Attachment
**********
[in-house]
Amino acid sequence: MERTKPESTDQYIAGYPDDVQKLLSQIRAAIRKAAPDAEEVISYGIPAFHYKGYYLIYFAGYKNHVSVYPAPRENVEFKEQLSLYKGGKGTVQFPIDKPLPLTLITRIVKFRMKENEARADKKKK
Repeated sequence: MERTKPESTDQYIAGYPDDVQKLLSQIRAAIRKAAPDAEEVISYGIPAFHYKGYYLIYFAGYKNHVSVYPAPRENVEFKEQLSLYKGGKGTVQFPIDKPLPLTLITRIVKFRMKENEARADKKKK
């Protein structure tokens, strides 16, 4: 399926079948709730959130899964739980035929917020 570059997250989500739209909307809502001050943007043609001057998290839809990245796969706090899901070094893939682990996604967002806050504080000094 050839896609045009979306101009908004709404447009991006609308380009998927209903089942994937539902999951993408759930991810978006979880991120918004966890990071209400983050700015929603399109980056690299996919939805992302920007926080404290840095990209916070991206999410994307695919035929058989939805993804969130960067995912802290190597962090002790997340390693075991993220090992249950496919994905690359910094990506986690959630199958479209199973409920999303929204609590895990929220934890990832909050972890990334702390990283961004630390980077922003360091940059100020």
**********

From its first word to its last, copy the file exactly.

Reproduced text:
[in-house]
Amino acid sequence: MERTKPESTDQYIAGYPDDVQKLLSQIRAAIRKAAPDAEEVISYGIPAFHYKGYYLIYFAGYKNHVSVYPAPRENVEFKEQLSLYKGGKGTVQFPIDKPLPLTLITRIVKFRMKENEARADKKKK
Repeated sequence: MERTKPESTDQYIAGYPDDVQKLLSQIRAAIRKAAPDAEEVISYGIPAFHYKGYYLIYFAGYKNHVSVYPAPRENVEFKEQLSLYKGGKGTVQFPIDKPLPLTLITRIVKFRMKENEARADKKKK
């Protein structure tokens, strides 16, 4: 399926079948709730959130899964739980035929917020 570059997250989500739209909307809502001050943007043609001057998290839809990245796969706090899901070094893939682990996604967002806050504080000094 050839896609045009979306101009908004709404447009991006609308380009998927209903089942994937539902999951993408759930991810978006979880991120918004966890990071209400983050700015929603399109980056690299996919939805992302920007926080404290840095990209916070991206999410994307695919035929058989939805993804969130960067995912802290190597962090002790997340390693075991993220090992249950496919994905690359910094990506986690959630199958479209199973409920999303929204609590895990929220934890990832909050972890990334702390990283961004630390980077922003360091940059100020």